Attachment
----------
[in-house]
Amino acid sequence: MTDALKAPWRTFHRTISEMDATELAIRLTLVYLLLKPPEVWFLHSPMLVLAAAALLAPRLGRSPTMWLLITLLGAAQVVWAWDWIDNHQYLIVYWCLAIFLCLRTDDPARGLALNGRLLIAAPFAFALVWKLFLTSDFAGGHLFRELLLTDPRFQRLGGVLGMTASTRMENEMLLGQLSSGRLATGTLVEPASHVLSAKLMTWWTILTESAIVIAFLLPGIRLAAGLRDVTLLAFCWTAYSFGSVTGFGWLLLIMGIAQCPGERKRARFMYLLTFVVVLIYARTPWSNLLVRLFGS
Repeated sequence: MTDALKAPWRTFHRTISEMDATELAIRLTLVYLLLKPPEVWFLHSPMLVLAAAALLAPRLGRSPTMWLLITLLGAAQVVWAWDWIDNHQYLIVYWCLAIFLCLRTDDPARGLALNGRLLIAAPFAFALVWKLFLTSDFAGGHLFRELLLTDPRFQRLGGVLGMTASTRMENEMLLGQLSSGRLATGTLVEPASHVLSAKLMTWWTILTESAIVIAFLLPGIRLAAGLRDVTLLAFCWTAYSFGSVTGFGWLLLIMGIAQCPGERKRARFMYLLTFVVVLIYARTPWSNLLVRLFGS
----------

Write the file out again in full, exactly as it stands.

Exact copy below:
[in-house]
Amino acid sequence: MTDALKAPWRTFHRTISEMDATELAIRLTLVYLLLKPPEVWFLHSPMLVLAAAALLAPRLGRSPTMWLLITLLGAAQVVWAWDWIDNHQYLIVYWCLAIFLCLRTDDPARGLALNGRLLIAAPFAFALVWKLFLTSDFAGGHLFRELLLTDPRFQRLGGVLGMTASTRMENEMLLGQLSSGRLATGTLVEPASHVLSAKLMTWWTILTESAIVIAFLLPGIRLAAGLRDVTLLAFCWTAYSFGSVTGFGWLLLIMGIAQCPGERKRARFMYLLTFVVVLIYARTPWSNLLVRLFGS
Repeated sequence: MTDALKAPWRTFHRTISEMDATELAIRLTLVYLLLKPPEVWFLHSPMLVLAAAALLAPRLGRSPTMWLLITLLGAAQVVWAWDWIDNHQYLIVYWCLAIFLCLRTDDPARGLALNGRLLIAAPFAFALVWKLFLTSDFAGGHLFRELLLTDPRFQRLGGVLGMTASTRMENEMLLGQLSSGRLATGTLVEPASHVLSAKLMTWWTILTESAIVIAFLLPGIRLAAGLRDVTLLAFCWTAYSFGSVTGFGWLLLIMGIAQCPGERKRARFMYLLTFVVVLIYARTPWSNLLVRLFGS